- Pelvic organ prolapse: Pelvic organ prolapse occurs when one or more pelvic organs, such as the bladder, uterus, or rectum, descend from their normal positions and push against the vaginal walls. This condition can cause discomfort, pain, and urinary or bowel problems. Weak pelvic floor muscles are a significant contributor to pelvic organ prolapse.
- Urinary incontinence: Urinary incontinence is the involuntary loss of urine, and it can take various forms, including stress incontinence, urge incontinence, or mixed incontinence. Stress incontinence, in particular, is often related to weak pelvic floor muscles and can lead to leakage when coughing, sneezing, or laughing.
- Faecal incontinence: Similar to urinary incontinence, faecal incontinence is the inability to control bowel movements. Weak pelvic floor muscles can contribute to this condition, resulting in involuntary bowel leakage.
- Sexual dysfunction: Both men and women can experience sexual dysfunction related to pelvic floor issues. For women, it might manifest as pain during intercourse.
- Chronic pelvic pain: Chronic pelvic pain is a persistent discomfort or pain in the pelvic region that can be debilitating. This condition can have various causes, including muscle tension and dysfunction within the pelvic floor.
How to care for your pelvic floor
Now that we’ve explored the vital functions of the pelvic floor and potential issues, let’s discuss how you can take care of this important part of your body.
- Pelvic floor exercises: Pelvic floor exercises, commonly known as Kegel exercises, can help strengthen these muscles. To do Kegels, simply contract the muscles as if you were trying to stop the flow of urine. Hold for a few seconds and then release. Repeat this several times a day. Regular Kegel exercises can help improve urinary and bowel control, enhance sexual function, and prevent pelvic floor issues.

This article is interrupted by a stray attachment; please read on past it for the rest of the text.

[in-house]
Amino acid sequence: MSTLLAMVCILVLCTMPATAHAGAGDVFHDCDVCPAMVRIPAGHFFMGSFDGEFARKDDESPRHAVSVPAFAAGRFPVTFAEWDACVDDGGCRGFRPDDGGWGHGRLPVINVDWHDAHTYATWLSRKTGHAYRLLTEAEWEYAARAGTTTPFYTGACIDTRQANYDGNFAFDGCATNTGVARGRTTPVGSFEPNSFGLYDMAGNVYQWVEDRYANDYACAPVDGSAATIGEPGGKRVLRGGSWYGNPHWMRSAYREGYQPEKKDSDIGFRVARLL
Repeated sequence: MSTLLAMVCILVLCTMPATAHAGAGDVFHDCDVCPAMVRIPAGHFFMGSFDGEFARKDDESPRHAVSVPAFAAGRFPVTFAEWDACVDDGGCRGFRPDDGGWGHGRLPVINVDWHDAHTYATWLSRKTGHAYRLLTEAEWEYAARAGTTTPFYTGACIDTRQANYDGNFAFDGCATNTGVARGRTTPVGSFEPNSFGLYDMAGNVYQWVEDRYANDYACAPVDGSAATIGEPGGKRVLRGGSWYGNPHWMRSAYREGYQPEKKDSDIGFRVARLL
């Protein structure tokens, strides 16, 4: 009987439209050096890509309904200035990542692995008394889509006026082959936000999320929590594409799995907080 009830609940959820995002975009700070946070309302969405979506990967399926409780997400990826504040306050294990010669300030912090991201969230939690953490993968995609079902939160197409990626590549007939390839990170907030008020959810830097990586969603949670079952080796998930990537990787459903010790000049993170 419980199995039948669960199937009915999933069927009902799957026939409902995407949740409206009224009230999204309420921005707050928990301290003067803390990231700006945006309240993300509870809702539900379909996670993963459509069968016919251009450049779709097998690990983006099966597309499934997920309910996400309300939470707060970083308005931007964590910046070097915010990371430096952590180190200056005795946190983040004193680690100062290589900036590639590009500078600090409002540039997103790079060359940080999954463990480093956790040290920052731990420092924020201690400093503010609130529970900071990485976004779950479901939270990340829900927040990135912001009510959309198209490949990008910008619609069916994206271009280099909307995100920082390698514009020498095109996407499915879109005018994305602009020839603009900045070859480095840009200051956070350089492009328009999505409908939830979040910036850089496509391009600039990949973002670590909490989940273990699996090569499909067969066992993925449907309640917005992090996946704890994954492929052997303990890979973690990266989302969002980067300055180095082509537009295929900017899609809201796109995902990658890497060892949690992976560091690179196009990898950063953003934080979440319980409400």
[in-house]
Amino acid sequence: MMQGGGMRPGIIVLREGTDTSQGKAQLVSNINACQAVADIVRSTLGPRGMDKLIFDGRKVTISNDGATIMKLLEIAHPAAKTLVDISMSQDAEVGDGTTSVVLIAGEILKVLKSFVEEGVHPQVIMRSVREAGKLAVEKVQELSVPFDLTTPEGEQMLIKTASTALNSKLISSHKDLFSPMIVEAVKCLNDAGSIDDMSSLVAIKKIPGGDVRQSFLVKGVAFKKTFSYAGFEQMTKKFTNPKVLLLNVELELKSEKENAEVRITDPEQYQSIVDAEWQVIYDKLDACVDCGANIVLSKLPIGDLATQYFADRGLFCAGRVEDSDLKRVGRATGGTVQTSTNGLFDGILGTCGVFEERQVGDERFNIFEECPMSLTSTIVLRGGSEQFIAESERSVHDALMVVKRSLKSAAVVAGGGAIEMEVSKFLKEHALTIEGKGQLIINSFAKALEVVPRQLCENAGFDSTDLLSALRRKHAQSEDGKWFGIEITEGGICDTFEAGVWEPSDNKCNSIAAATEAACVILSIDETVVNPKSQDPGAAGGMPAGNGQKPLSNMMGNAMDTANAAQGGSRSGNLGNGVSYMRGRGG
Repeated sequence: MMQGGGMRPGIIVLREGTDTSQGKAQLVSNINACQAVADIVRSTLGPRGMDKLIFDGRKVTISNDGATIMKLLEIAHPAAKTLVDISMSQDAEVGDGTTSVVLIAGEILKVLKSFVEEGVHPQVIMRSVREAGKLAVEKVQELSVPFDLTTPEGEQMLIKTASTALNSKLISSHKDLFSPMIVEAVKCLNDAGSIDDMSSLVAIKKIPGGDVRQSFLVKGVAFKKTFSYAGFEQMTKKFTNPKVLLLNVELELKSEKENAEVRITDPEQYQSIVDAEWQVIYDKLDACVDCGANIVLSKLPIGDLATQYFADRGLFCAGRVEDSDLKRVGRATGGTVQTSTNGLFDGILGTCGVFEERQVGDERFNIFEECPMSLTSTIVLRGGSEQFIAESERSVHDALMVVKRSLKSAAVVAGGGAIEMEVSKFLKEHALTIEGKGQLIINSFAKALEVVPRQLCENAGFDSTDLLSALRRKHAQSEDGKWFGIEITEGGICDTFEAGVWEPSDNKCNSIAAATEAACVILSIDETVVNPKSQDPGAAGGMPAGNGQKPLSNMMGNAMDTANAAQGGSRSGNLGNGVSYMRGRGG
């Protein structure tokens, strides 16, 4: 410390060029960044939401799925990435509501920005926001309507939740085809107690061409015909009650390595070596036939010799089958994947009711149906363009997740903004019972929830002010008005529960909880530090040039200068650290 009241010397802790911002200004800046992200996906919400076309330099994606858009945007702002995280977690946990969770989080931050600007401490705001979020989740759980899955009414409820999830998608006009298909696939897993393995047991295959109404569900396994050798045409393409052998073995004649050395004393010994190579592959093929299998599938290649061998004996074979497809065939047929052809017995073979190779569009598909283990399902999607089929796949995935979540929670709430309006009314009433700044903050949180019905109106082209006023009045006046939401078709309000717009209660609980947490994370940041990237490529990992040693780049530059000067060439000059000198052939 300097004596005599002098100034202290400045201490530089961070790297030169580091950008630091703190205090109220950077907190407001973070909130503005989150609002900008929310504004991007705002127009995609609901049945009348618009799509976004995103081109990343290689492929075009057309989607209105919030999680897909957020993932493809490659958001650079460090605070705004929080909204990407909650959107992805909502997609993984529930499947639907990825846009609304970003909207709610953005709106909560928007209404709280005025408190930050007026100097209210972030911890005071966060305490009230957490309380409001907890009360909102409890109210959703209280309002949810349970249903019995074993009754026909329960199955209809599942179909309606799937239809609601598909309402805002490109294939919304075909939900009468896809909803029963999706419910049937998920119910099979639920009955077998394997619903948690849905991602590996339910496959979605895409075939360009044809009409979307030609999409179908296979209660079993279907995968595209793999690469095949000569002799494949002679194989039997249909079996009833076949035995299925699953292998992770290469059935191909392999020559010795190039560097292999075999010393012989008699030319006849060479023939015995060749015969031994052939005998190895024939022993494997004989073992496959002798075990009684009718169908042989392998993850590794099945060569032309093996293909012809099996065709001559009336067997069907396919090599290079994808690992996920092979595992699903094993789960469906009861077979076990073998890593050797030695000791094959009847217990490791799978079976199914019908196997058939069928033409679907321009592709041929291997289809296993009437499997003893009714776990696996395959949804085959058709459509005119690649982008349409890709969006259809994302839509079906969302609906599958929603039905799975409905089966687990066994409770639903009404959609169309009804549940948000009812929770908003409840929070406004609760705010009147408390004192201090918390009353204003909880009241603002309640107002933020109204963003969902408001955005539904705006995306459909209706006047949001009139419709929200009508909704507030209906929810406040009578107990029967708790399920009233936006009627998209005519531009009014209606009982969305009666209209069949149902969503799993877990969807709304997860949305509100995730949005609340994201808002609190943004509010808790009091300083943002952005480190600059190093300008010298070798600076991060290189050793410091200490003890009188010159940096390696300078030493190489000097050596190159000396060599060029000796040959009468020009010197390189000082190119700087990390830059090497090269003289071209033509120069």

- Maintain a healthy weight: Carrying excess weight can put additional strain on the pelvic floor muscles. Maintaining a healthy weight through diet and exercise can help reduce this strain and support pelvic floor function.
- Stay hydrated and eat fibre: To avoid constipation and the associated strain on the pelvic floor, make sure to stay hydrated and consume a diet rich in fibre. Fibre helps promote regular bowel movements and prevent constipation.
- Avoid heavy lifting with your back: If you engage in heavy lifting, be mindful of your pelvic floor. Proper lifting techniques, such as using your legs and not your back, can help prevent strain on these muscles.
- Seek professional help: If you’re experiencing pelvic floor issues, don’t hesitate to seek help from a healthcare professional, such as a pelvic floor specialist. They can assess your condition and provide tailored treatment options, which may include pelvic floor rehabilitation. Often, women feel embarrassed about these conditions, and it can help a lot to speak to a female surgeon who is a pelvic floor specialist!
Your pelvic floor is a remarkable part of your body that plays a vital role in various aspects of your health and well-being. From supporting your pelvic organs to maintaining continence and enhancing sexual function, it’s clear that these muscles are indispensable. If you have any concerns or are experiencing any pelvic floor problems, get in touch for a consultation with a female surgeon who is a pelvic floor specialist today.